EU, here comes MiCA: 5 things you need to know

To the EU crypto community — there’s a new dawn coming.

In October this year, the European Council approved the Markets in Crypto-Assets (MiCA) Regulation, which is one of the first attempts at more extensive monitoring of cryptocurrency markets. 

At the moment, MiCA is waiting for the decision of the European Parliament. If it gets adopted by the end of 2022, as most expect it to, crypto entities will have some 18 months to prepare as it will come to force in 2024. It is expected to have a massive impact on the crypto market. 

For those who speak legalese and have patience, you can find the detailed particulars here. As for the rest of us, let’s check out the 5 most-know things to jump on the bandwagon.

Which assets does MiCA cover?

The existing EU framework already regulates crypto assets, but only broadly, as it covers only those that qualify as financial instruments. Naturally, a regulation that would include the out-of-scope crypto assets and their service providers has been a long time coming. You might be asking yourself: which assets exactly? 

MiCA categorizes cryptocurrencies into three categories: 

  1. Electronic money tokens (e-money)

E-money is a crypto asset that seeks to maintain a stable value by referencing only one currency. 

  1. Asset-referenced tokens 

These tokens are crypto assets designed to maintain a stable value by referring to more than one currency, commodity, or other crypto-assets or a combo of these assets. 

  1. Utility tokens

This type of crypto asset allows the user to perform a specific function on the network, e.g., have access to goods or services provided by the issuer of the token.

What’s in the spotlight? 

Now that we know the types of crypto assets the regulation includes, a smart cookie such as yourself should pay attention to those in focus. 

With that in mind, stablecoins seem to be most impacted by MiCA. For the sake of clarity, let’s just briefly re-visit the definition of a stablecoin — they are digital assets whose value is tied to another currency, commodity, or financial instrument.

If you compare the definitions, you’ll quickly conclude that most stablecoins will fall under the category of asset-references tokens

The reason stablecoins are put on the center stage is that they didn’t exactly live up to their name (stable+coin). Due to this year’s crash of terraUSD, a popular stablecoin, billions of dollars were lost. Many people lost their savings even though the coin was never supposed to deviate from the dollar.

This event motivated Ernest Urtasun, a member of the European Parliament, to tweet that stablecoins will need to be supported by reserves that are “fully protected in case of insolvency” in a 1:1 ratio. The idea is for these types of incidents not to happen again; hopefully, MiCA will help with that.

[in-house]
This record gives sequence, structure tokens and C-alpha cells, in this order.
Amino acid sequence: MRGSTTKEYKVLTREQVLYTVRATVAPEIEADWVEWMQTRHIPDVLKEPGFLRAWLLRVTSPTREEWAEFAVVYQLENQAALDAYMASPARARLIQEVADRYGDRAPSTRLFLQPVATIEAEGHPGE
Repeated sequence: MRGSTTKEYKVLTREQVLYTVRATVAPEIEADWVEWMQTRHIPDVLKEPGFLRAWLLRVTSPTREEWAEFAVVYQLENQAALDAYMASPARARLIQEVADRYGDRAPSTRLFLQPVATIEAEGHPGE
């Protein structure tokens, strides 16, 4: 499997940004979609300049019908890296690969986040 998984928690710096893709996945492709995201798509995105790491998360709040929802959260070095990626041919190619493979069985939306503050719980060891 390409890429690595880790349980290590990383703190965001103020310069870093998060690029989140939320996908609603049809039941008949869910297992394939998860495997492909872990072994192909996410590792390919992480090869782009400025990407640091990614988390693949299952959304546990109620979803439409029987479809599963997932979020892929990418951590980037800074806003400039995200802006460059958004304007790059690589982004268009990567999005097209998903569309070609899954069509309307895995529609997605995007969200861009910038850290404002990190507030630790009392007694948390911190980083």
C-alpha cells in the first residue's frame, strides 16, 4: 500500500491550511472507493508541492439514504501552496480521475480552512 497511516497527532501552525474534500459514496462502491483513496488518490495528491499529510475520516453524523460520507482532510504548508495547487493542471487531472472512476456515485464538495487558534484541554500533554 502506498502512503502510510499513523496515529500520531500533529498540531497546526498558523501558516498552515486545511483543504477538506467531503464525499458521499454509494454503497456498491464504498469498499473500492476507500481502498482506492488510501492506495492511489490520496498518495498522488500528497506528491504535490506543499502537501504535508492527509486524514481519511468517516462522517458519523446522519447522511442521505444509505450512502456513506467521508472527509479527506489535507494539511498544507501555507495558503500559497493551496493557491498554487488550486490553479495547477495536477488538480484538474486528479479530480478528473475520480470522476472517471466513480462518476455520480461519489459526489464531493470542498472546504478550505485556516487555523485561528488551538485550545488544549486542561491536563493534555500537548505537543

What services fall under its jurisdiction?

By now, crypto assets issuers and crypto assets service providers (CASPs) are probably wondering which services will be impacted here is a list, so you don’t have to google it or search through MiCA.

  • Custody and administration of crypto assets
  • Operating a trading platform for crypto assets
  • Exchanging crypto assets for fiat currency
  • Exchanging crypto assets for other crypto assets
  • Executing orders for crypto assets on behalf of third parties
  • Placement of crypto assets
  • Reception and transmission of orders for crypto assets as well as providing advice on crypto assets

As you can see, this list is quite thorough and definitely worth your attention. 

What doesn’t MiCA cover?

We covered the assets that MiCA includes but are there any that don’t fall under its jurisdiction? Sure there are.

MiCA doesn’t apply to non-fungible tokens (NFTs) and decentralized finance (DeFi)…yet. The officials plan to take on the world’s favorite digital art and collectibles at some point in the future. 

So, for the time being, nothing has changed regarding NFTs.

What if you are a service provider outside of Europe?

To offer crypto assets in Europe, you’ll need to abide by this regulation, period.

Regardless of location, you will need to obtain a passport to provide crypto-related services in Europe. Of course, there are requirements you need to fulfill to obtain this passport. 

Since we are a helpful bunch, here’s the list of requirements you’ll need to tick — you need to:

  • Be established in the EU (obtain a license, of course)
  • Meet minimum and ongoing capital requirements
  • Abide by various organizational requirements (make sure your management team is knowledgeable and experienced, your record keeping is meticulous, etc.) 
  • Respect specific client assets and money rules based on their business model
  • Ensure that the clients get accurate information and in a transparent manner
  • Handle complaints on time and have a procedure set up 
  • Establish and actively maintain a policy to prevent conflicts of interest
  • Safeguard against operational risk when outsourcing — make sure that the service provider is held responsible for its services

There might be additional requirements depending on the type of service, so it’s super important you research everything in depth by 2024.

Next steps

All that remains is for those who issue crypto assets and provide related services in Europe to prepare for this imminent event. Luckily, there’s plenty of time to study everything in detail. 

As for the rest of us, MiCA will hopefully bring about some eagerly awaited stability and order. In return, it will attract trust and result in the growth of our beloved crypto community. MiCA, we welcome you!

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